I kept in mind while reading this editorial masquerading as a straight news piece that it was published in the NYT, but even at that, I was absolutely stunned to read their revisionist history tactics on the Vietnam war while at the same time bashing Bush over the head for his speech yesterday to the VFW on how we had to learn the lessons from Vietnam and not leave Iraq like we did ‘nam, or it would be just as disastrous. This part was especially breathtaking:
In urging Americans to stay the course in Iraq, Mr. Bush is challenging the historical memory that the pullout from Vietnam had few negative repercussions for the United States and its allies
Jules Crittenden sets ’em straight here:
1975: U.S. ally South Vietnam, overrun by North Vietnamese regulars when the ammo and the air cover stopped. U.S. allies Laos and Cambodia, taken over by Chinese and Soviet-backed Communist insurgencies.
1975-early 1980s: Untold thousands upon thousands in Vietnam and Laos executed or sent to “re-education” camps. Hundreds of thousands flee, in overcrowded boats that sank or were attacked by pirates; swimming the Mekong to Thailand; walking through minefields to Thailand. Phnom Penn emptied out by gun-toting teenagers, who drove the people into the fields were 2 million were worked and starved to death, or executed outright. (NYT in its article astonishingly presents this as “tens of thousands” while Bush in his speech cites “hundreds of thousands.”)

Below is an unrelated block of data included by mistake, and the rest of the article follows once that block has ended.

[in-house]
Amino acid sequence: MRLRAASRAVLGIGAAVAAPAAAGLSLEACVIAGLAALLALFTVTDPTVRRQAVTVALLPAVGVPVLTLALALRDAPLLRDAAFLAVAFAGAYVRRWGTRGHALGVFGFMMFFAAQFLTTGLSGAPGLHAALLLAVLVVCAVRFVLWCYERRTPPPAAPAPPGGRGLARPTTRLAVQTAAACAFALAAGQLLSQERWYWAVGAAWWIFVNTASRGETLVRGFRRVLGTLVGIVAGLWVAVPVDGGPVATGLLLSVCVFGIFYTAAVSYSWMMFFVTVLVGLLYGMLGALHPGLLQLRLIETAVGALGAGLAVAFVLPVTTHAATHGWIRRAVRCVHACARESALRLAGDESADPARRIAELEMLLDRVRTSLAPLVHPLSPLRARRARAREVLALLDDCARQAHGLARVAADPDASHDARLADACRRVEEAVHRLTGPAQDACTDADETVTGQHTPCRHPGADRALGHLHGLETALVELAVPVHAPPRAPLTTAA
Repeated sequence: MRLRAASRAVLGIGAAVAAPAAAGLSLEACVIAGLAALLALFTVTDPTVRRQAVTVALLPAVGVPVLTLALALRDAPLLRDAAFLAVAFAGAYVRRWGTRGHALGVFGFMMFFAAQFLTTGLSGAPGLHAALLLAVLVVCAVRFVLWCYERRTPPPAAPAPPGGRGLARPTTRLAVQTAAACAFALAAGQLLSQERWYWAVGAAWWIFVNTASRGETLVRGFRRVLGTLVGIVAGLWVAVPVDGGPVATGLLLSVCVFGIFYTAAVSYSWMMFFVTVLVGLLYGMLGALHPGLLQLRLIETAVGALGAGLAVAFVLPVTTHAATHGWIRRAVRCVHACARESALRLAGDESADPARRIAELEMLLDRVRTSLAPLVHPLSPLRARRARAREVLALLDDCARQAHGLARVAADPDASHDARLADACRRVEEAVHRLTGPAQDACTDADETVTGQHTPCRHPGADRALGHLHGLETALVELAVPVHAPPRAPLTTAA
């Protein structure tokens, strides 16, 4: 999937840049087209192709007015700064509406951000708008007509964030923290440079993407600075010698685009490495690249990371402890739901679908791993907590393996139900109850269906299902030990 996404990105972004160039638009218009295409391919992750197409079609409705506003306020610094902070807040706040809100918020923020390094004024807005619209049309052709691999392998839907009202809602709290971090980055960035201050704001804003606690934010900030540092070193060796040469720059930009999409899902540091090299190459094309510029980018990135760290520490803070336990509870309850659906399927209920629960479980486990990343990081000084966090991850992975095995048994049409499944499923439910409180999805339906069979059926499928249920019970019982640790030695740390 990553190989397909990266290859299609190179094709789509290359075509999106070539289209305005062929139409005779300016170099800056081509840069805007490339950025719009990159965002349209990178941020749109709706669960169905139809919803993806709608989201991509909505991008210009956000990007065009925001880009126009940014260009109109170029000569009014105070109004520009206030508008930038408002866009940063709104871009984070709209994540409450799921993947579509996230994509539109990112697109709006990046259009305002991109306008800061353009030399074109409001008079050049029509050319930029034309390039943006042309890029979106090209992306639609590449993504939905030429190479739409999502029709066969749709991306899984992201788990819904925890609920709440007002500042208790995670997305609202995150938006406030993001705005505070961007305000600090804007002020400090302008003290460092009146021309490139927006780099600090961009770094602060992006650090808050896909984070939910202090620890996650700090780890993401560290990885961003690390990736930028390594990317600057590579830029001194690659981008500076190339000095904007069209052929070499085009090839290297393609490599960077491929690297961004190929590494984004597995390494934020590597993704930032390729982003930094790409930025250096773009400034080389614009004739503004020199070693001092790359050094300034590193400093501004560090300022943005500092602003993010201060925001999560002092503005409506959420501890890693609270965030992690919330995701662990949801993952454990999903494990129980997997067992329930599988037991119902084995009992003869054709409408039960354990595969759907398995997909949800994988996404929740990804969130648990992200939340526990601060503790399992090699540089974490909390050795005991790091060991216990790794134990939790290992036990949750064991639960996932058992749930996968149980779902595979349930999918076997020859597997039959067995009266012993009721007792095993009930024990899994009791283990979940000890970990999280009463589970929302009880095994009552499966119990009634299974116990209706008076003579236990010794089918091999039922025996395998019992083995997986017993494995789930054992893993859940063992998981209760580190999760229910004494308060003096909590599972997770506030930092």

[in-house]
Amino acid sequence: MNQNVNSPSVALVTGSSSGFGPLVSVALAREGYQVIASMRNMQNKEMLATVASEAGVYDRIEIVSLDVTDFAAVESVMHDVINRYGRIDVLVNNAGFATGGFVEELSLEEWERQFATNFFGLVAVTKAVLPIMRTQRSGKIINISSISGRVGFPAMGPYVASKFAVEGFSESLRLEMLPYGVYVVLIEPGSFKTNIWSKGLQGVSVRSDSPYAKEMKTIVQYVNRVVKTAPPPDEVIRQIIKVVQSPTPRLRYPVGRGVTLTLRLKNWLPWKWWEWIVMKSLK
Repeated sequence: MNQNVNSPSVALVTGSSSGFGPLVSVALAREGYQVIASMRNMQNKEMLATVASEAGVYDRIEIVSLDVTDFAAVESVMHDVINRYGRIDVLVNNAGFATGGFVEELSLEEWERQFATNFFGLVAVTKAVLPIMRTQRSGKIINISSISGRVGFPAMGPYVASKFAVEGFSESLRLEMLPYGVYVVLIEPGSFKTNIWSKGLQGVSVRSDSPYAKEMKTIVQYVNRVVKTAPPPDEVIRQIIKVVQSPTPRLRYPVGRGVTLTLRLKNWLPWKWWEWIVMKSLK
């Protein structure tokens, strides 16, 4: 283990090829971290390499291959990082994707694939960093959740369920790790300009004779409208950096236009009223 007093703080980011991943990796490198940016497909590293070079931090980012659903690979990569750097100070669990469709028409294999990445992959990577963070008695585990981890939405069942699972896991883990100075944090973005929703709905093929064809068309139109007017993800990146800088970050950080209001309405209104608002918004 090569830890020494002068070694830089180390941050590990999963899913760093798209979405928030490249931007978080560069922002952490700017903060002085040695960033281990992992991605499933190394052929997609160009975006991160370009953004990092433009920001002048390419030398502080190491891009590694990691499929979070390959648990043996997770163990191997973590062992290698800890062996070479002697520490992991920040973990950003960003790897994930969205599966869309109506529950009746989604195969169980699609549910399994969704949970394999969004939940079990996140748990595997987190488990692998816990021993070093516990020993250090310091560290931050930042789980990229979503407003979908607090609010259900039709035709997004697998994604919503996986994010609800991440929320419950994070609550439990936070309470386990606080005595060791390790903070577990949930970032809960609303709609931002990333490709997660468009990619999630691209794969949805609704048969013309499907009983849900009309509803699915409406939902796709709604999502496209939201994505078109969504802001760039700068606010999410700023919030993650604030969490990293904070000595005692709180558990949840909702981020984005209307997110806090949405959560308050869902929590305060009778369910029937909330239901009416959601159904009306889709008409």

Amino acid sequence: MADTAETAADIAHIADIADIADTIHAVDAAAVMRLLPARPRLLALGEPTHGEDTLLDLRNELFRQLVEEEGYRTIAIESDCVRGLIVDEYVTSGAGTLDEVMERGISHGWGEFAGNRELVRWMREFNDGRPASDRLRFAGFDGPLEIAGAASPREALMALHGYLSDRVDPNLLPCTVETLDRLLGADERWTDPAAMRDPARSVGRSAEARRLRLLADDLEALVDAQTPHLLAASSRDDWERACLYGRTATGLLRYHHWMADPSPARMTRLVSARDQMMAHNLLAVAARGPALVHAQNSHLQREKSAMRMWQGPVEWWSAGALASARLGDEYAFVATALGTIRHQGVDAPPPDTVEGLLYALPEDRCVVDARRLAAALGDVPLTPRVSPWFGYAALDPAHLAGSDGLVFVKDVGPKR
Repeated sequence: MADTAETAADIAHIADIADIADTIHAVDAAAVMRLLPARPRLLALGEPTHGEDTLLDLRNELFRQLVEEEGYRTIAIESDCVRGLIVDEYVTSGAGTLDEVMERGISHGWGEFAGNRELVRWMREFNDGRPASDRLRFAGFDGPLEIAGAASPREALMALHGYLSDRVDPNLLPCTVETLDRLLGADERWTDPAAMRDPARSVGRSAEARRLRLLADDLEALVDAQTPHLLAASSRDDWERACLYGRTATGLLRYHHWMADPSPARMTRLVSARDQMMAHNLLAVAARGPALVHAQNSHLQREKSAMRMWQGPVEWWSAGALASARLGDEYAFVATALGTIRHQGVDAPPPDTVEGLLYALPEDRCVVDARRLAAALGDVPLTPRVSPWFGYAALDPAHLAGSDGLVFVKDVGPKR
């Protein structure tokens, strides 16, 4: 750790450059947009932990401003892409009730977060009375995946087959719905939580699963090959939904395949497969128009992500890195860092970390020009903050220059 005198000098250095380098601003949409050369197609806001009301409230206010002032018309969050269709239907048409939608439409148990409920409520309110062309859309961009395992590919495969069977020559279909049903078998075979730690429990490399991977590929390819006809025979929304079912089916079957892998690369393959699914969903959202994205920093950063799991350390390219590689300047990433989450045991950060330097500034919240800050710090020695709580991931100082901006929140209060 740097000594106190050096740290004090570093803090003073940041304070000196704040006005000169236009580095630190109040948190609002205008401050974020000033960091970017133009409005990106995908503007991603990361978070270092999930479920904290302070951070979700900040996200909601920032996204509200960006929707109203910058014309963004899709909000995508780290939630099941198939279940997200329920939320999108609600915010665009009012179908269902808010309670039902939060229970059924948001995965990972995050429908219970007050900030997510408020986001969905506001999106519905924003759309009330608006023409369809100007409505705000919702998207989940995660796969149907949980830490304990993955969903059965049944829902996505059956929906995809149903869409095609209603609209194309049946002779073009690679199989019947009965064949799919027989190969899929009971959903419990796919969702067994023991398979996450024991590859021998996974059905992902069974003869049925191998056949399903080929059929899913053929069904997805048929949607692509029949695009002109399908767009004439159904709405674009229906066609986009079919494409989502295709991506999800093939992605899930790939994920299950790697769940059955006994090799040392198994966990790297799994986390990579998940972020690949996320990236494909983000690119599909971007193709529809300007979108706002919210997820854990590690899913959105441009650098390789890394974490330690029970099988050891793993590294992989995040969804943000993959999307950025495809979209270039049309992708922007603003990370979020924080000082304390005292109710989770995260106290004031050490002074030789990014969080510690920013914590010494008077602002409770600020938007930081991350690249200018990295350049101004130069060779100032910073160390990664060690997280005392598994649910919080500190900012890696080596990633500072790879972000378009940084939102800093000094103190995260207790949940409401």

1979: Afghanistan, invaded by an emboldened Soviet Union, which knew a humiliated, war-weary United States led by a handwringing peacenik would do nothing.
1979: U.S. embassy in Tehran overrun by “students” including the current president of Iran. American diplomatic staff held hostage, subjected to isolation and beatings, for 444 days. Handwringing peacenik president did nothing. A single rescue attempt failed disastrously.
1979-2001: Muslim extremists attack and kill U.S. military missions and personnel in Lebanon, Somalia, Saudi Arabia, Yemen. U.S. withdraws, occasionally fires missiles. Osama bin Laden and Saddam Hussein, citing Vietnam, Beirut and Mogadishu, base their strategies on the notion that the United States has no stomach for a fight and will blink.
Shockingly enough, flip flopping Democrats, many of whom never resist the opportunity to make comparisons of Iraq to Vietnam themselves, objected to the comparisons Bush made:
Democrats, not surprisingly, rejected the comparison, including John Kerry, the Vietnam War veteran who ran unsuccessfully against Mr. Bush in 2004. “Invoking the tragedy of Vietnam to defend the failed policy in Iraq is as irresponsible as it is ignorant of the realities of both of those wars” Mr. Kerry said.
Hmm. But apparently invoking the tragedy of Vietnam in an effort to get people to support efforts at cutting and running from Iraq, as Kerry did during the 2004 campaign, is somehow acceptable. Got it.
As a refresher, John Kerry is also another bloodbath-after-Vietnam denialist, just like the NYT: